(RxWiki News) Getting to the bottom of a headache can be a headache itself. Many turn to CT or MRI scans for answers. But a recent campaign says that may not be necessary.
A not-for-profit organization established by the American Board of Internal Medicine has joined with leading medical groups to develop lists of tests and procedures for patients to discuss with their physicians as part of a campaign called Choosing Wisely®.
The foundation stated that most headaches can be diagnosed with a neurological exam and review of medical history. Imaging should be reserved for cases where neurological exams or the headache itself are abnormal.
"Try self-care to manage a headache."
The campaign - which combined efforts from Consumer Reports, American Academy of Family Physicians and other entities - issued a document describing the nature of headache diagnosis, the risks involved with imaging and how to self-treat a headache.
According to Choosing Wisely®, most headaches can be diagnosed through a careful review of a patient’s medical history and a neurological exam. CT scans and MRIs normally do not reveal the cause and treatment course.
The authors of the document explained that there is no guarantee that any abnormalities found through imaging are the cause of the patient’s original pain. Finding and chasing issues that may not be the cause of pain can lead to unnecessary procedures that have their own recovery time.
The campaign highlights the risk of a scan finding an abnormality that is not the cause of the headache or any medical problem. In response to the scan, the patient may suffer from anxiety, require follow-up tests and treatment, be exposed to unnecessary radiation from the scan and incur expenses.
"CT scans offer high radiation doses," said Steven Kussin, MD, FACP, patient advocate and author of Doctor, Your Patient Will See You Now. "It’s felt that 2% of all cancers in the U.S. are in part related to a life long history of diagnostic radiation exposure."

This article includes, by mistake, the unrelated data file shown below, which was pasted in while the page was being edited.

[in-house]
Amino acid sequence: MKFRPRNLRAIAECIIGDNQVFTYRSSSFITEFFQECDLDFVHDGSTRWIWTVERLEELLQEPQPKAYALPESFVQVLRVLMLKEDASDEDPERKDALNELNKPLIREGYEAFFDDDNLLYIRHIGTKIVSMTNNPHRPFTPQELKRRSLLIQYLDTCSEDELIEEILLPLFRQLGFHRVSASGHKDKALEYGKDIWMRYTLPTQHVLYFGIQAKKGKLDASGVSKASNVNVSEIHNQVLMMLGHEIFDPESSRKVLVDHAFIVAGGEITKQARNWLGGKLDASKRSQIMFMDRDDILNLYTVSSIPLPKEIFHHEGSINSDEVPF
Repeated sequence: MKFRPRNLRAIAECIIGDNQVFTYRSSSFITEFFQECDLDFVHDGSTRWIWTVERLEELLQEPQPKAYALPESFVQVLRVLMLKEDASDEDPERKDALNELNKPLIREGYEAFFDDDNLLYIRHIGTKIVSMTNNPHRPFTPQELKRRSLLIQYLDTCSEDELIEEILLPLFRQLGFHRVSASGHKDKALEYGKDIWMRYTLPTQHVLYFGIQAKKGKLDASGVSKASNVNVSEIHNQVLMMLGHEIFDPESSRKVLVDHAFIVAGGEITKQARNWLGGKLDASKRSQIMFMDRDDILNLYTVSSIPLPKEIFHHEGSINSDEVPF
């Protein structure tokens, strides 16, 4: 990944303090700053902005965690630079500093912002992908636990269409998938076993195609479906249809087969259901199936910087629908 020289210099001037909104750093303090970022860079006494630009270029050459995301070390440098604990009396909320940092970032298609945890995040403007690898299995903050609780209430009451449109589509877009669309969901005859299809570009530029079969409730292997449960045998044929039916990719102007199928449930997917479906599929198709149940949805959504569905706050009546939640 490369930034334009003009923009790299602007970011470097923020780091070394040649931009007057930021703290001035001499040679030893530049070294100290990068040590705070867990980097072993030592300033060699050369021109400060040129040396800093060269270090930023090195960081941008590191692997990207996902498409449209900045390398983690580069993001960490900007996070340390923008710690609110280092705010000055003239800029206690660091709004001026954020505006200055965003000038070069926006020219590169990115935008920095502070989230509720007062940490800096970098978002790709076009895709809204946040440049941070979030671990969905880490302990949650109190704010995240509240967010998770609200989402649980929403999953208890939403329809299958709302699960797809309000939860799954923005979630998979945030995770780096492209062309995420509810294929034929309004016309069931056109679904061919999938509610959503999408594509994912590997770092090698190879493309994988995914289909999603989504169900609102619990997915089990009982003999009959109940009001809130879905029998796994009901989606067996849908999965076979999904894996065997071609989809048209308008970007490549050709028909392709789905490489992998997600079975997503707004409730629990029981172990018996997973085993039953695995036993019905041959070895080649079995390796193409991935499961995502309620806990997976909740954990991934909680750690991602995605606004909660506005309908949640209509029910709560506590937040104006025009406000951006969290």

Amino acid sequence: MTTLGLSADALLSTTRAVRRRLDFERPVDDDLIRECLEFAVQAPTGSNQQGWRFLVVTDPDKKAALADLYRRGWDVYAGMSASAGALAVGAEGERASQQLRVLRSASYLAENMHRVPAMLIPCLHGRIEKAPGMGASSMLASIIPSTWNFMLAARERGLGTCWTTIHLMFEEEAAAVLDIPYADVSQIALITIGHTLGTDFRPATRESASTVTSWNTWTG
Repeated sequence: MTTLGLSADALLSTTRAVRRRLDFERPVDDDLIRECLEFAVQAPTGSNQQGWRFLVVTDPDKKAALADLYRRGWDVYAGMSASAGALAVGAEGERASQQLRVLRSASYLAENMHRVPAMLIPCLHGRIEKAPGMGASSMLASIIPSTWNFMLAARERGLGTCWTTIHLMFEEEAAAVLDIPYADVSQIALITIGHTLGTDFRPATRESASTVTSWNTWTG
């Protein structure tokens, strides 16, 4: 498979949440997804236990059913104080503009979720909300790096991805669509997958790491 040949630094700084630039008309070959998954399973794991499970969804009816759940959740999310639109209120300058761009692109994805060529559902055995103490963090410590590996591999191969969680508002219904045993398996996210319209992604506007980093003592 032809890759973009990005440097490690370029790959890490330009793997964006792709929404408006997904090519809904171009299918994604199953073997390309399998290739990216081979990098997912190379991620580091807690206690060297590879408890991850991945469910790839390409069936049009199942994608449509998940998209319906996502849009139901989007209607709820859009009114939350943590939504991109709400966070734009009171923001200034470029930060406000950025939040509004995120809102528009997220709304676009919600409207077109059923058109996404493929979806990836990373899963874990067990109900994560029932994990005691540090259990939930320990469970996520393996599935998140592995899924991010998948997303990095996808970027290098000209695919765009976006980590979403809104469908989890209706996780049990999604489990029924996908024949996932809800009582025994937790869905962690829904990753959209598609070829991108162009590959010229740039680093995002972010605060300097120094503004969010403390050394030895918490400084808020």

Dr. Kussin explained to the dailyRx that the sensitive nature of X-rays often leads to incidental findings. He also explained that fear of malpractice actions sometimes encourage radiologists to chase these small abnormalities.
"This becomes a vicious cycle of tests, confirmatory tests, over diagnosis and over therapy," added Dr. Kussin.
HealthCareBlueBook.com lists the cost of a standard brain CT scan at $340 and a CT scan with a contrast agent to make the image clearer at $840. Standard brain MRIs cost about $660 and about $970 with a contrast agent.
Choosing Wisely® warns that there may be additional costs from treatments triggered by findings in the scan that may not improve the patient’s condition.
According to the campaign, patients should consider scans if they have abnormal results in their neurological exam or a doctor cannot diagnose their headaches.
"CTs are not needed if a full history and physical examination are performed and ‘red flag’ symptoms are excluded," advised Dr. Kussin
A scan may be needed if the headache is sudden or explosive, different from past headaches, brought on by exertion or accompanied by other symptoms like fever, seizure, vomiting, coordination loss or changes in vision, speech or alertness, advised Choosing Wisely®.
Choosing Wisely® noted that most headaches can be treated with just a few steps. Recommendations for self-care include:
- Avoid triggers like bright lights for migraines, jaw clenching for tension headaches and to stay away from using tobacco
- Manage stress with activities like meditation, yoga, stretching and relaxation
- Get enough sleep
- Consider medication
Dr. Kussin explained that more people are afraid of headaches than other conditions. Fear may lead them to take action when it is not needed.
"The fear of tumors, strokes and aneurysms is high," said Dr. Kussin. "Most people know a young victim of these diagnoses and the consequences that follow."